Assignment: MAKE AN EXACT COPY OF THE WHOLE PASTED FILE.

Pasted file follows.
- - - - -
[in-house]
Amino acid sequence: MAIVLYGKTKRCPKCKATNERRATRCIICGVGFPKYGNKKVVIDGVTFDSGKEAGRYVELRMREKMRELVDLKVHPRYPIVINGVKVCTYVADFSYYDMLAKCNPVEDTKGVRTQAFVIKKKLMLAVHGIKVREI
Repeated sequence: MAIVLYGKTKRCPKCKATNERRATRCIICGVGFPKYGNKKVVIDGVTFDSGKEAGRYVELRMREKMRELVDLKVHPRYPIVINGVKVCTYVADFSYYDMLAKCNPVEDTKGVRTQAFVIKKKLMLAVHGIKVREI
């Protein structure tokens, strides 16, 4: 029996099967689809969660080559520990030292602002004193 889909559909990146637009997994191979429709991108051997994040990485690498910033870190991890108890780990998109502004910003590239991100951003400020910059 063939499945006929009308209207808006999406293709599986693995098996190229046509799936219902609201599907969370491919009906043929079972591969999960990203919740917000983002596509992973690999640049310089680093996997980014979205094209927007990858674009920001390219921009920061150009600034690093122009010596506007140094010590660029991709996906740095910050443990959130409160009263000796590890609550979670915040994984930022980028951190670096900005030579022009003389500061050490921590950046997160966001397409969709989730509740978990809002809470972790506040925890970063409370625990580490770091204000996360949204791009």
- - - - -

[in-house]
Amino acid sequence: MAIVLYGKTKRCPKCKATNERRATRCIICGVGFPKYGNKKVVIDGVTFDSGKEAGRYVELRMREKMRELVDLKVHPRYPIVINGVKVCTYVADFSYYDMLAKCNPVEDTKGVRTQAFVIKKKLMLAVHGIKVREI
Repeated sequence: MAIVLYGKTKRCPKCKATNERRATRCIICGVGFPKYGNKKVVIDGVTFDSGKEAGRYVELRMREKMRELVDLKVHPRYPIVINGVKVCTYVADFSYYDMLAKCNPVEDTKGVRTQAFVIKKKLMLAVHGIKVREI
């Protein structure tokens, strides 16, 4: 029996099967689809969660080559520990030292602002004193 889909559909990146637009997994191979429709991108051997994040990485690498910033870190991890108890780990998109502004910003590239991100951003400020910059 063939499945006929009308209207808006999406293709599986693995098996190229046509799936219902609201599907969370491919009906043929079972591969999960990203919740917000983002596509992973690999640049310089680093996997980014979205094209927007990858674009920001390219921009920061150009600034690093122009010596506007140094010590660029991709996906740095910050443990959130409160009263000796590890609550979670915040994984930022980028951190670096900005030579022009003389500061050490921590950046997160966001397409969709989730509740978990809002809470972790506040925890970063409370625990580490770091204000996360949204791009």